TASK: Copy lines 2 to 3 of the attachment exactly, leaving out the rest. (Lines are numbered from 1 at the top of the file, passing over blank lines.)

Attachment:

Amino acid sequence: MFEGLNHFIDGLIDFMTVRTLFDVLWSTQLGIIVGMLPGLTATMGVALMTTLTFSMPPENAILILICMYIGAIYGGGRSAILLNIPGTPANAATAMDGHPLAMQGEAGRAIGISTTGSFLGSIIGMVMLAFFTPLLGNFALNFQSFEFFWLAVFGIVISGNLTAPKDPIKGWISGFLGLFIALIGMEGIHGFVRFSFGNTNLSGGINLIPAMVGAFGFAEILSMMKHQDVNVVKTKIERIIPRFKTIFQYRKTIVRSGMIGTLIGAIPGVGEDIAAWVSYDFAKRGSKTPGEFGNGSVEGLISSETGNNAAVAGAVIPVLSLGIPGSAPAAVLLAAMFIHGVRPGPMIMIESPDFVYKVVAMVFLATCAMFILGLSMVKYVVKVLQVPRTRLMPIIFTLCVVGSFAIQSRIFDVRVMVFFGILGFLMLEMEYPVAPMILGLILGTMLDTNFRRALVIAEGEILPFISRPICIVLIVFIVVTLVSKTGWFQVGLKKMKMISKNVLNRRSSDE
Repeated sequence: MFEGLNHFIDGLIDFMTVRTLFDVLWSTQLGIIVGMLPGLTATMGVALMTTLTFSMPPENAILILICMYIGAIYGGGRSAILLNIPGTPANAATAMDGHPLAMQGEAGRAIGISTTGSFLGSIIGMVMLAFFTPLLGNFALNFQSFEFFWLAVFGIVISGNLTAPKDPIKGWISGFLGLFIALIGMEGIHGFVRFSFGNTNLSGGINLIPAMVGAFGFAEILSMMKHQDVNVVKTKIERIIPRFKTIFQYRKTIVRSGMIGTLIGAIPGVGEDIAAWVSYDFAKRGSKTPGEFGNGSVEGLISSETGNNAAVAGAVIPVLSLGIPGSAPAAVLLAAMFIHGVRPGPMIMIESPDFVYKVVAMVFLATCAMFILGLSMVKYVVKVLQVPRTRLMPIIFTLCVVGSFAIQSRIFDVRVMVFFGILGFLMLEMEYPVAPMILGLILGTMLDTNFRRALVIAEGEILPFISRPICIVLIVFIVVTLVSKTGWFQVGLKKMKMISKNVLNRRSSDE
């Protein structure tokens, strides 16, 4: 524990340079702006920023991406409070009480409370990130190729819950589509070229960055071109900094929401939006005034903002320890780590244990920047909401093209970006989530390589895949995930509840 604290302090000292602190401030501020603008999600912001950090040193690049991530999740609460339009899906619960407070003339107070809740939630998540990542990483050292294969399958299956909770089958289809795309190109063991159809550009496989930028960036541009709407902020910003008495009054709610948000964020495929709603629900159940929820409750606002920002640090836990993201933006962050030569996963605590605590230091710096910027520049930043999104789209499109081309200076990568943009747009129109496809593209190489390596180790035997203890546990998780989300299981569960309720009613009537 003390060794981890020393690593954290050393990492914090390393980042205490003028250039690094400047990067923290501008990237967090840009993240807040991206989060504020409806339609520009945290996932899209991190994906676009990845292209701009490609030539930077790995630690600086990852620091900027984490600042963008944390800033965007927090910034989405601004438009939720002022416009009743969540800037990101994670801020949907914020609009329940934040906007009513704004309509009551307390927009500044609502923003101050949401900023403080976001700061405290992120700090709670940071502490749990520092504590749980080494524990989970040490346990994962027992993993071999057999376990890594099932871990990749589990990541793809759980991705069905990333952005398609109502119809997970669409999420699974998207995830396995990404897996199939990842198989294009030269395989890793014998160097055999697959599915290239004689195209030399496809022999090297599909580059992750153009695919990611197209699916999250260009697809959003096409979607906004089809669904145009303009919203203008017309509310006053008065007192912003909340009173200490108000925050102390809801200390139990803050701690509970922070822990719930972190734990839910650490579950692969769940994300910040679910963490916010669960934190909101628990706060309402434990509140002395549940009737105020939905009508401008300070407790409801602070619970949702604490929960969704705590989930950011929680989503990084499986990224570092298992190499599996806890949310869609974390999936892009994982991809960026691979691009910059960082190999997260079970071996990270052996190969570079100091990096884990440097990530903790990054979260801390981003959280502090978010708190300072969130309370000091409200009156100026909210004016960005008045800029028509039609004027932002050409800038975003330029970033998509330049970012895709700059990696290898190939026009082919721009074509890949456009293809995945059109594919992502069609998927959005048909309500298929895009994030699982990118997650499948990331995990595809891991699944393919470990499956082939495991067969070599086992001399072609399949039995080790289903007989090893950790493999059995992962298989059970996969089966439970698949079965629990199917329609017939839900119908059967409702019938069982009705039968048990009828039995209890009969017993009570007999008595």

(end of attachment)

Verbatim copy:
Repeated sequence: MFEGLNHFIDGLIDFMTVRTLFDVLWSTQLGIIVGMLPGLTATMGVALMTTLTFSMPPENAILILICMYIGAIYGGGRSAILLNIPGTPANAATAMDGHPLAMQGEAGRAIGISTTGSFLGSIIGMVMLAFFTPLLGNFALNFQSFEFFWLAVFGIVISGNLTAPKDPIKGWISGFLGLFIALIGMEGIHGFVRFSFGNTNLSGGINLIPAMVGAFGFAEILSMMKHQDVNVVKTKIERIIPRFKTIFQYRKTIVRSGMIGTLIGAIPGVGEDIAAWVSYDFAKRGSKTPGEFGNGSVEGLISSETGNNAAVAGAVIPVLSLGIPGSAPAAVLLAAMFIHGVRPGPMIMIESPDFVYKVVAMVFLATCAMFILGLSMVKYVVKVLQVPRTRLMPIIFTLCVVGSFAIQSRIFDVRVMVFFGILGFLMLEMEYPVAPMILGLILGTMLDTNFRRALVIAEGEILPFISRPICIVLIVFIVVTLVSKTGWFQVGLKKMKMISKNVLNRRSSDE
């Protein structure tokens, strides 16, 4: 524990340079702006920023991406409070009480409370990130190729819950589509070229960055071109900094929401939006005034903002320890780590244990920047909401093209970006989530390589895949995930509840 604290302090000292602190401030501020603008999600912001950090040193690049991530999740609460339009899906619960407070003339107070809740939630998540990542990483050292294969399958299956909770089958289809795309190109063991159809550009496989930028960036541009709407902020910003008495009054709610948000964020495929709603629900159940929820409750606002920002640090836990993201933006962050030569996963605590605590230091710096910027520049930043999104789209499109081309200076990568943009747009129109496809593209190489390596180790035997203890546990998780989300299981569960309720009613009537 003390060794981890020393690593954290050393990492914090390393980042205490003028250039690094400047990067923290501008990237967090840009993240807040991206989060504020409806339609520009945290996932899209991190994906676009990845292209701009490609030539930077790995630690600086990852620091900027984490600042963008944390800033965007927090910034989405601004438009939720002022416009009743969540800037990101994670801020949907914020609009329940934040906007009513704004309509009551307390927009500044609502923003101050949401900023403080976001700061405290992120700090709670940071502490749990520092504590749980080494524990989970040490346990994962027992993993071999057999376990890594099932871990990749589990990541793809759980991705069905990333952005398609109502119809997970669409999420699974998207995830396995990404897996199939990842198989294009030269395989890793014998160097055999697959599915290239004689195209030399496809022999090297599909580059992750153009695919990611197209699916999250260009697809959003096409979607906004089809669904145009303009919203203008017309509310006053008065007192912003909340009173200490108000925050102390809801200390139990803050701690509970922070822990719930972190734990839910650490579950692969769940994300910040679910963490916010669960934190909101628990706060309402434990509140002395549940009737105020939905009508401008300070407790409801602070619970949702604490929960969704705590989930950011929680989503990084499986990224570092298992190499599996806890949310869609974390999936892009994982991809960026691979691009910059960082190999997260079970071996990270052996190969570079100091990096884990440097990530903790990054979260801390981003959280502090978010708190300072969130309370000091409200009156100026909210004016960005008045800029028509039609004027932002050409800038975003330029970033998509330049970012895709700059990696290898190939026009082919721009074509890949456009293809995945059109594919992502069609998927959005048909309500298929895009994030699982990118997650499948990331995990595809891991699944393919470990499956082939495991067969070599086992001399072609399949039995080790289903007989090893950790493999059995992962298989059970996969089966439970698949079965629990199917329609017939839900119908059967409702019938069982009705039968048990009828039995209890009969017993009570007999008595």